... Chick-fil-A isn’t just all fun and fried food. They’re committed to serving people -- their employees and guests -- well, and with integrity. As founder S. Truett Cathy famously said, “We should be about more than just selling chicken. We should be a part of our customers’ lives and the communities in which we serve.” And, I know they are committed to their Christian faith—I’ve done the small group leader training where some of the family serve as, well, small group leaders.
Their corporate purpose, as The New Yorker breathlessly writes, is to “To glorify God by being a faithful steward of all that is entrusted to us and to have a positive influence on all who come into contact with Chick-fil-A.”
Oh no.
Not that.
Not in New York.

Well, yes. In New York City -- a big, diverse, complex place in which layer after layer of religious history can easily been seen and explored by those with the eyes to see.

Along those lines, I really appreciated this passage in a Weekly Standard essay by Barton Swaim, which took readers into the streets near the Wall Street area Chick-fil-A.

Next time I'm in town, I need to check this out.

The franchise ... is on almost the very spot of a much earlier infiltration by evangelical Christianity. Just a block to the east on Fulton Street -- you can walk there in a minute or two -- was once the site of the North Dutch Church. Jeremiah Calvin Lanphier was sent to the church as a lay missionary in 1857. Then as now, the area was dominated by the financial industry and inhabited mainly by bankers and stock traders, very few of whom were interested in church attendance. Lanphier made the counter-intuitive decision to announce a lunch-hour prayer meeting: From 12:00 to 1:00 there would be prayer. He distributed announcements and told as many people as he spoke to.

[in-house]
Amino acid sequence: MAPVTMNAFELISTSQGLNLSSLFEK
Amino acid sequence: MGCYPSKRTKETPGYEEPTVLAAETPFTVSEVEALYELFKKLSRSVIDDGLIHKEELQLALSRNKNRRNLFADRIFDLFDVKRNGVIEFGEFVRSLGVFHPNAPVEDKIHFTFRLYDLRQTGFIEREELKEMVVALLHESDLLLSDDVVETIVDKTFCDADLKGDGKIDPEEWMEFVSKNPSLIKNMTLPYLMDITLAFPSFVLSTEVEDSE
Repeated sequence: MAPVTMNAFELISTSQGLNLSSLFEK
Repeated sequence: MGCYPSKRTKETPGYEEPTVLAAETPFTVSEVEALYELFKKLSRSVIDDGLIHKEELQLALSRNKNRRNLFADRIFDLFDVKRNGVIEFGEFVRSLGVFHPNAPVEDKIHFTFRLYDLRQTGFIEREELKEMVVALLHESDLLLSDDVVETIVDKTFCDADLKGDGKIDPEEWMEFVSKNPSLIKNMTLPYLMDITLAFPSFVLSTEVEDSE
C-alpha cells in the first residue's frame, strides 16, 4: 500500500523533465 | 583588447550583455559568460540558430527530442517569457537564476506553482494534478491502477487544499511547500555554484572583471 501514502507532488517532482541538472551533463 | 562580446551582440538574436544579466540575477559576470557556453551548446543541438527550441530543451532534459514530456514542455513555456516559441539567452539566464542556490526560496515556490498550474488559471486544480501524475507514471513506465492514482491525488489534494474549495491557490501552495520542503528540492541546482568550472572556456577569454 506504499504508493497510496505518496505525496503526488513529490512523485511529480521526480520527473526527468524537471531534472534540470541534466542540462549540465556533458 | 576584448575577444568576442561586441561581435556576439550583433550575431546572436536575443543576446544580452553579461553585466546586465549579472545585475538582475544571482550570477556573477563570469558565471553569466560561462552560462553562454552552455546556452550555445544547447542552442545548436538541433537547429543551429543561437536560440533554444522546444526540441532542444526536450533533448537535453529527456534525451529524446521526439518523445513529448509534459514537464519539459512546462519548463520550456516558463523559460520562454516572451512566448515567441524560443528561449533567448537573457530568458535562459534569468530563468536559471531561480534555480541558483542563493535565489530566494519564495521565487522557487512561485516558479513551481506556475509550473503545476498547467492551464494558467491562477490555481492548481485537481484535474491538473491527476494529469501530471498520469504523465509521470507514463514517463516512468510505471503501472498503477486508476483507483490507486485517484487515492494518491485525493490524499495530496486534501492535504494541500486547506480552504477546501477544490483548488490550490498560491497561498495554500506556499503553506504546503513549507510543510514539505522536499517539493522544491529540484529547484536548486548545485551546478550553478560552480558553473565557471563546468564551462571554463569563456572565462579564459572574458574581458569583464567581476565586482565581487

On the first day, September 23, 1857, no one came for the first half-hour; then six people trickled in, and they prayed. The following week, 20 people came and prayed. On October 7 Lanphier recorded in his journal: “Prepared for the prayer-meeting today, at noon. Called to invite a number of persons to be present. Spoke to men as I met them in the street, as my custom is, if I can get their attention. I prayed that the Lord would incline many to come to the place of prayer. Went to the meeting at noon. Present between thirty and forty.” Lanphier and his fellow supplicants decided to meet every day. A week later he recorded: “Attended the noon-day prayer meeting. Over one hundred present, many of them not professors of religion, but under conviction of sin, and seeking an interest in Christ; inquiring what they shall do to be saved.”
By the spring of 1858 there were thousands attending, so many that the North Dutch Church couldn’t contain them, and other churches were opened during the noon hour. The Fulton Street Revival, as it became known, spread to other parts of Manhattan and Jersey City and eventually to Philadelphia and parts of the Midwest. The movement wasn’t sectarian and seems to have involved nothing more than people praying aloud in the extemporaneous manner of evangelical Christianity.

Imagine that! And New York City survived! To this very day.

Enjoy the podcast.

MAIN IMAGE: From the Babylon Bee "news" report: "‘Eaaaat Moooore Chikiiiiin!’ Roars Giant Chick-Fil-A Cow Rampaging Through New York City."